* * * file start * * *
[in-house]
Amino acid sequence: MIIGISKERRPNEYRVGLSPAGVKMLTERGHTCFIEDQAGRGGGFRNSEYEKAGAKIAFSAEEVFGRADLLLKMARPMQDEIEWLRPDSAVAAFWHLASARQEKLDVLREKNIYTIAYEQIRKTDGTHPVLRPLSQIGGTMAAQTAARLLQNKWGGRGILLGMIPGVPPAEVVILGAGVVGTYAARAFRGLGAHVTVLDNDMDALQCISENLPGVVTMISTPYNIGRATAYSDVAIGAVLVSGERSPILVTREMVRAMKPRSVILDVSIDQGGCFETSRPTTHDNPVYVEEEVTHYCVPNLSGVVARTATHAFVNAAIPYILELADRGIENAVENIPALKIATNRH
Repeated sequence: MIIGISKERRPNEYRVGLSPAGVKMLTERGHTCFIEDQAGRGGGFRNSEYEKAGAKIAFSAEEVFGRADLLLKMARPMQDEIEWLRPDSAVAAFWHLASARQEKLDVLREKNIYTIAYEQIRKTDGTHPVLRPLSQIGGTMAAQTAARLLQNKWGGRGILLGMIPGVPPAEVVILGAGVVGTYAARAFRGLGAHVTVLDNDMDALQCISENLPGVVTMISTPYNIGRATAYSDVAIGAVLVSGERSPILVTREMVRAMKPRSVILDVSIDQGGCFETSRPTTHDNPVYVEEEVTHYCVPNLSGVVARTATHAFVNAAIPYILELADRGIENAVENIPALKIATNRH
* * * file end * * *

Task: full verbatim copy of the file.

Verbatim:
[in-house]
Amino acid sequence: MIIGISKERRPNEYRVGLSPAGVKMLTERGHTCFIEDQAGRGGGFRNSEYEKAGAKIAFSAEEVFGRADLLLKMARPMQDEIEWLRPDSAVAAFWHLASARQEKLDVLREKNIYTIAYEQIRKTDGTHPVLRPLSQIGGTMAAQTAARLLQNKWGGRGILLGMIPGVPPAEVVILGAGVVGTYAARAFRGLGAHVTVLDNDMDALQCISENLPGVVTMISTPYNIGRATAYSDVAIGAVLVSGERSPILVTREMVRAMKPRSVILDVSIDQGGCFETSRPTTHDNPVYVEEEVTHYCVPNLSGVVARTATHAFVNAAIPYILELADRGIENAVENIPALKIATNRH
Repeated sequence: MIIGISKERRPNEYRVGLSPAGVKMLTERGHTCFIEDQAGRGGGFRNSEYEKAGAKIAFSAEEVFGRADLLLKMARPMQDEIEWLRPDSAVAAFWHLASARQEKLDVLREKNIYTIAYEQIRKTDGTHPVLRPLSQIGGTMAAQTAARLLQNKWGGRGILLGMIPGVPPAEVVILGAGVVGTYAARAFRGLGAHVTVLDNDMDALQCISENLPGVVTMISTPYNIGRATAYSDVAIGAVLVSGERSPILVTREMVRAMKPRSVILDVSIDQGGCFETSRPTTHDNPVYVEEEVTHYCVPNLSGVVARTATHAFVNAAIPYILELADRGIENAVENIPALKIATNRH